Social networking company Meta Platforms, formerly known as Facebook, is looking to open retail stores across the world.
New York Times quoted According to informed sources, this could be Mark Zuckerberg’s first step towards creating a physical “metaverse” instead of a virtual one.
She explained that the store will be used to introduce people to devices made by the company’s Reality Labs division, such as virtual reality headsets and augmented reality glasses.
These devices are portals to the metaverse, a futuristic digital world where people transition from virtual to augmented versions of reality almost seamlessly.
Facebook founder and CEO Mark Zuckerberg changed the name of his company to “Meta” last week and set out a vision for the Metaverse to follow as the next social platform.
The stores will help show that virtual and augmented reality can be fun and exciting, as Zuckerberg sees it.
According to company documents seen by The Times, the store aims to make the world more open and connected, and they aim to create feelings of “curiosity and closeness” as well as a sense of welcome when trying the headphones on “Judgment”. is to be born. -free travel,” according to the documents.
Sources told the newspaper that physical stores were discussed for several months before Facebook’s rebranding began serious work on the initiative last year.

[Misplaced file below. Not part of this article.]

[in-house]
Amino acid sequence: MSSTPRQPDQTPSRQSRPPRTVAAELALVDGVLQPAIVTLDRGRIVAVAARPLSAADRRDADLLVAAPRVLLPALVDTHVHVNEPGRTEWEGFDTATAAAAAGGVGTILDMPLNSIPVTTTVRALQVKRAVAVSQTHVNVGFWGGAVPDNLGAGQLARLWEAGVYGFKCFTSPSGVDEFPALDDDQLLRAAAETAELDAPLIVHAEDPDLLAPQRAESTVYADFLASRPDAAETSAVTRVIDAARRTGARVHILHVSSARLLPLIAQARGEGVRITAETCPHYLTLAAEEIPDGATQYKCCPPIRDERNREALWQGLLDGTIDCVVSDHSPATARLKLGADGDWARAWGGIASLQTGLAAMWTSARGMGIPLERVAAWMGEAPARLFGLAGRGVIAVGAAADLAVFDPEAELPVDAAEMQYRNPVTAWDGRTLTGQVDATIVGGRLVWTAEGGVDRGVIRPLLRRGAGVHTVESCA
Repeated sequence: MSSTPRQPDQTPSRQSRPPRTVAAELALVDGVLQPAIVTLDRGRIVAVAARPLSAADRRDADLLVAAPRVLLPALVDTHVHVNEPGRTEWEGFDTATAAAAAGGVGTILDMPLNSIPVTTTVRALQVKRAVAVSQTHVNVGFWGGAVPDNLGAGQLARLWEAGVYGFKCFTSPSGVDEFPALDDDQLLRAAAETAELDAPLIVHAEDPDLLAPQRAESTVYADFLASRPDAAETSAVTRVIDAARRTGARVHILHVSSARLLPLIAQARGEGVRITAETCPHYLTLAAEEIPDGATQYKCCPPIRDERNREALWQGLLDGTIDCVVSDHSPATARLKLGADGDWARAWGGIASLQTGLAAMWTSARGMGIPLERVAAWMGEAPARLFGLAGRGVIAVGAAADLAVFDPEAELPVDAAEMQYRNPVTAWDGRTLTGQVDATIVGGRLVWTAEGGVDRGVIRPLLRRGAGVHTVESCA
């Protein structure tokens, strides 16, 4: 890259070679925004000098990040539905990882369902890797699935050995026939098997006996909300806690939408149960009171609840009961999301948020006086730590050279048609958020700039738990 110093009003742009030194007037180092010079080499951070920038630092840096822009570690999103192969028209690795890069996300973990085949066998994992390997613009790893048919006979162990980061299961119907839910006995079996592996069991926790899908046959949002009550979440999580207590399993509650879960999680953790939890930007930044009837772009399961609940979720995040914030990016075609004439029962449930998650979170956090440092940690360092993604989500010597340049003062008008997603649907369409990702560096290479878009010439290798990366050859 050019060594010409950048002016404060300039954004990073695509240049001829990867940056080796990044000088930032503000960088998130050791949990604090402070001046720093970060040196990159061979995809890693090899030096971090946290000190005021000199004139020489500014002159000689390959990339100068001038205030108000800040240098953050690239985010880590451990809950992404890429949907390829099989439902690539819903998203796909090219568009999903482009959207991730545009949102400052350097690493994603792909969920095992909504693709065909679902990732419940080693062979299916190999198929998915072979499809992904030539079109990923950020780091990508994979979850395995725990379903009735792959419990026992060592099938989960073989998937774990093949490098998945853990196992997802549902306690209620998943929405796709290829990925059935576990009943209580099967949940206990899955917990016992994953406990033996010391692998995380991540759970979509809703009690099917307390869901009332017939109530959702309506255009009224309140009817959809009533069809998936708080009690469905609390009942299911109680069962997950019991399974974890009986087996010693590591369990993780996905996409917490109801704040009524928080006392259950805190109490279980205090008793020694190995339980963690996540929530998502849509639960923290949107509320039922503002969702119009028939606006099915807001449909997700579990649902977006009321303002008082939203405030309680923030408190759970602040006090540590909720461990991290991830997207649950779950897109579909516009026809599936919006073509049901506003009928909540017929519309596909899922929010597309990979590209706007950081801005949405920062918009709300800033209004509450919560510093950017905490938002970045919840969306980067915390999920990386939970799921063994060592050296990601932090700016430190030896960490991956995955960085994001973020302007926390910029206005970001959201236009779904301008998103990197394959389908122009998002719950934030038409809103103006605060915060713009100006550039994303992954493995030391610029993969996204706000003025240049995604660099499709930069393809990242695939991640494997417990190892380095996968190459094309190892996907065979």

He said the project, which is still in development, may not happen, noting that if the company goes ahead with the store, it would be a first step for the tech giant that has been largely digital, with 3.5 More than a billion people are using its applications such as “Facebook” and Instagram, WhatsApp and Messenger.
The US newspaper confirmed that a spokeswoman for the company declined to comment on the matter.
Zuckerberg talks about the metaverse as his company grapples with organizational and societal challenges, as Frances Hogan, a former employee who turned whistleblower, collected thousands of pages of internal documents and recently shared them with lawmakers and the media. shared.
Hogan said Facebook was not doing enough to protect society from the harm it caused, and its disclosures have come under scrutiny by lawmakers and regulators, though it is unclear how strong his case is, and how far the metavirus has been. doubts about.
Source: New York Times newspaper